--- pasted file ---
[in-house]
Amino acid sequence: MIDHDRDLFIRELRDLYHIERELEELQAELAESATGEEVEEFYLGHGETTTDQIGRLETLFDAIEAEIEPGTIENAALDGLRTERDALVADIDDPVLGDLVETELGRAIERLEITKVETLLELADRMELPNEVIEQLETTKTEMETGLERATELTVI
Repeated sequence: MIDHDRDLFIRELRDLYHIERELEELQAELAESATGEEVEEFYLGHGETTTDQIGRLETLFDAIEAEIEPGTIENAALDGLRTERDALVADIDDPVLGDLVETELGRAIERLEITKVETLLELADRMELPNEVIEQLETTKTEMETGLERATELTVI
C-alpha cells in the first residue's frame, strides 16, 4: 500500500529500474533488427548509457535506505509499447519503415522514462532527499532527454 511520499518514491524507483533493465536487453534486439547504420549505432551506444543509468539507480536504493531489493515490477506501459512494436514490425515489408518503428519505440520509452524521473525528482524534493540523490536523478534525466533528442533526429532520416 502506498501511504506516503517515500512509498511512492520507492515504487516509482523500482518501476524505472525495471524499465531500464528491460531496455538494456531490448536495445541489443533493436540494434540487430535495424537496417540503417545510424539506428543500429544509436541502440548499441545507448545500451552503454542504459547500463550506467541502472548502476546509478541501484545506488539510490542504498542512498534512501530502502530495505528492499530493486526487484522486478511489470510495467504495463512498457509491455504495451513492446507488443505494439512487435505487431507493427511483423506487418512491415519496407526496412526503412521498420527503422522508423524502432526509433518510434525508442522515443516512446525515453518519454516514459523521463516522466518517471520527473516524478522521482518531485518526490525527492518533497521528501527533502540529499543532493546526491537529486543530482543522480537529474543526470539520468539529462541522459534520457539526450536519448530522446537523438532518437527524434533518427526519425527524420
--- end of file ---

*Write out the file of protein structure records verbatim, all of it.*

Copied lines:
[in-house]
Amino acid sequence: MIDHDRDLFIRELRDLYHIERELEELQAELAESATGEEVEEFYLGHGETTTDQIGRLETLFDAIEAEIEPGTIENAALDGLRTERDALVADIDDPVLGDLVETELGRAIERLEITKVETLLELADRMELPNEVIEQLETTKTEMETGLERATELTVI
Repeated sequence: MIDHDRDLFIRELRDLYHIERELEELQAELAESATGEEVEEFYLGHGETTTDQIGRLETLFDAIEAEIEPGTIENAALDGLRTERDALVADIDDPVLGDLVETELGRAIERLEITKVETLLELADRMELPNEVIEQLETTKTEMETGLERATELTVI
C-alpha cells in the first residue's frame, strides 16, 4: 500500500529500474533488427548509457535506505509499447519503415522514462532527499532527454 511520499518514491524507483533493465536487453534486439547504420549505432551506444543509468539507480536504493531489493515490477506501459512494436514490425515489408518503428519505440520509452524521473525528482524534493540523490536523478534525466533528442533526429532520416 502506498501511504506516503517515500512509498511512492520507492515504487516509482523500482518501476524505472525495471524499465531500464528491460531496455538494456531490448536495445541489443533493436540494434540487430535495424537496417540503417545510424539506428543500429544509436541502440548499441545507448545500451552503454542504459547500463550506467541502472548502476546509478541501484545506488539510490542504498542512498534512501530502502530495505528492499530493486526487484522486478511489470510495467504495463512498457509491455504495451513492446507488443505494439512487435505487431507493427511483423506487418512491415519496407526496412526503412521498420527503422522508423524502432526509433518510434525508442522515443516512446525515453518519454516514459523521463516522466518517471520527473516524478522521482518531485518526490525527492518533497521528501527533502540529499543532493546526491537529486543530482543522480537529474543526470539520468539529462541522459534520457539526450536519448530522446537523438532518437527524434533518427526519425527524420